"He said, `My assistant coaches and I will take care of this.' He said he was upset. He's like, `They told me you were drunk, but that's no excuse for what they did.' He told me they wouldn't be playing for a while. One of them didn't play for half a game."

Sexual assault allegations date to the mid-'80s. Said Caryn O'Conner, ex-wife of former lineman Paul O'Conner: "I have seen girls getting raped - passed out, drunk, drugged. I saw a girl passed out and guys lined up, taking turns and laughing."

Former player Martin Patton (1989-91) said, "You had guys raping girls on campus."

A "half-naked, hysterical" female student once came to his door, Patton said, wanting to call a coach because she had been sexually assaulted. He said he let her use the phone and that the player was punished with extra laps.

Said Miami President Edward Foote: "We've won national championships, and we've done many things right. But we've also had our moments of trouble, widely publicized, and that has not been good for the university."

It is not a new lament. During Jimmy Johnson's tenure in 1986, after Time magazine called Miami "the best and most troublesome team in the country," Foote convened a six-man committee to review team behavior and recommend stricter rules. The committee concluded Miami had integrity "on and off the field." One of the committee members: Paul Dee.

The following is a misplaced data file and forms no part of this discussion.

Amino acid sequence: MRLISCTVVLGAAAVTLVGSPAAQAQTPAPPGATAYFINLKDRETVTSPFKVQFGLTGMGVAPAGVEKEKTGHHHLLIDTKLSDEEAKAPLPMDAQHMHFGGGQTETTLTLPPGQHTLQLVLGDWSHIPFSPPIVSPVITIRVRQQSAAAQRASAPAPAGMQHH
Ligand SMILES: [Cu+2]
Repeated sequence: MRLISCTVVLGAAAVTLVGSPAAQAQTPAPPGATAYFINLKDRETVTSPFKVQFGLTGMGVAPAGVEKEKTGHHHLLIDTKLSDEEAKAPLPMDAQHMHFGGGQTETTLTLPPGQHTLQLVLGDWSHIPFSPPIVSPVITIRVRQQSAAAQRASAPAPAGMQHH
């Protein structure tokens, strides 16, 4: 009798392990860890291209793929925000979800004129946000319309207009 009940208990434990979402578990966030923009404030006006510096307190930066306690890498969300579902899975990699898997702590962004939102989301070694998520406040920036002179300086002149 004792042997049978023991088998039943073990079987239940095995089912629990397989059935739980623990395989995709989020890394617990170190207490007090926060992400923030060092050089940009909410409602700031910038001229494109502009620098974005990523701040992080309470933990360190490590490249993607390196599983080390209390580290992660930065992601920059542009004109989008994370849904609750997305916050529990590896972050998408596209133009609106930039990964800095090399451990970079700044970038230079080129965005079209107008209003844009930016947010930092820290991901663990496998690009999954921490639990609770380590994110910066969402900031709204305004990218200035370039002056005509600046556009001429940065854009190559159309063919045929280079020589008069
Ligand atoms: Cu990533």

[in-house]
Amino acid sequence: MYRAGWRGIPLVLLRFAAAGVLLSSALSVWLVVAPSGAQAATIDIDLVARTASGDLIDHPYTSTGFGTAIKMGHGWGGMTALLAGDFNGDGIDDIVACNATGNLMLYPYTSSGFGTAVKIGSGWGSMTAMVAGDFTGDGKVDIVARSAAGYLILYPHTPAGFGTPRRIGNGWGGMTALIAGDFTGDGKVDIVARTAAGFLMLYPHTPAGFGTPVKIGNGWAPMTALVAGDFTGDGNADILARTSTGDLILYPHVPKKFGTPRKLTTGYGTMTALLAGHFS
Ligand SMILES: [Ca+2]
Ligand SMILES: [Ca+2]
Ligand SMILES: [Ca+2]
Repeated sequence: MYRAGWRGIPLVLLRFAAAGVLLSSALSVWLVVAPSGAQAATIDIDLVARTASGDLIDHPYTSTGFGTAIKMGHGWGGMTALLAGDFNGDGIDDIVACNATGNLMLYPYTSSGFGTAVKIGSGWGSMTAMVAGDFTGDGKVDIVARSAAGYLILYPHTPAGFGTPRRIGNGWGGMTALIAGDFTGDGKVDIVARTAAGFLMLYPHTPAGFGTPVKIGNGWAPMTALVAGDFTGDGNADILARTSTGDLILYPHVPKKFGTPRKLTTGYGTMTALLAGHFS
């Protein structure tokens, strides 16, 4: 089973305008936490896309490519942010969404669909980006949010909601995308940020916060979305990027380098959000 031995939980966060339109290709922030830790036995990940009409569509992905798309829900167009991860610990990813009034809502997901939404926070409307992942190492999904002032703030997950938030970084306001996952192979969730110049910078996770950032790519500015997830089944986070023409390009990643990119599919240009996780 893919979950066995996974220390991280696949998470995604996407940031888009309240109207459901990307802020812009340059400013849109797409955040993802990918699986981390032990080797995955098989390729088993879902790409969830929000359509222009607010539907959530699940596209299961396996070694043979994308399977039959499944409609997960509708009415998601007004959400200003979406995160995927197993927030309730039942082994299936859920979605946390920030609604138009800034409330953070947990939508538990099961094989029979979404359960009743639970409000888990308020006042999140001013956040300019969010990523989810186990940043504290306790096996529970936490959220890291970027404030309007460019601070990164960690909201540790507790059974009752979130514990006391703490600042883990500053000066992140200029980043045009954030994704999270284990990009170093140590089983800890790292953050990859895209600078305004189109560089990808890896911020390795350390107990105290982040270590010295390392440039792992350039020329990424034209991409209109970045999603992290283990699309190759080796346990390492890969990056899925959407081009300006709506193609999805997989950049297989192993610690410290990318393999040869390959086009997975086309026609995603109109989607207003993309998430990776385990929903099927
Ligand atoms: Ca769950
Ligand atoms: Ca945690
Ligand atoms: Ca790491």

The coaches responsible for enforcing the rules sometimes broke them. Erickson often drank to excess in public, according to eight sources who witnessed it on separate occasions. One ex-Miami coach said Erickson would get so "obliterated" that he was "walking on his knees."

"How could he discipline players," the coach asked, "when he didn't have discipline in his own life?"

Erickson was arrested last month in Marysville for driving while intoxicated. His blood-alcohol reading was .23, more than twice the legal limit. Erickson agreed to two years of treatment to defer prosecution.

Gregg Smith, Erickson's top assistant, was charged with DWI on March 11, 1992, after doing $4,000 worth of damage to his car. He refused to take a Breathalizer. The charge was reduced to reckless driving after he pleaded no contest and agreed to six months' probation. Smith, now with Erickson in Seattle, could not be reached for comment.

"I remember being at the Sugar Bowl as a sophomore, walking past a bar where coaches were drinking," said former safety Pharms. "They asked me to come in and drink with them, which I thought was odd. Isn't it ironic? At Miami, the coaches got into more trouble than the players."

Defensive line coach Ed Orgeron was arrested after a Louisiana bar fight on July 25, 1992. Charges were dropped when Orgeron settled with the bar owner out of court, but the school put Orgeron on probation. In July 1993, he resigned for "personal reasons."

Former defensive lineman Damon Bethel remembers Orgeron: "His whole philosophy was, `Welcome to Miami. If you want an education, go to Harvard.' "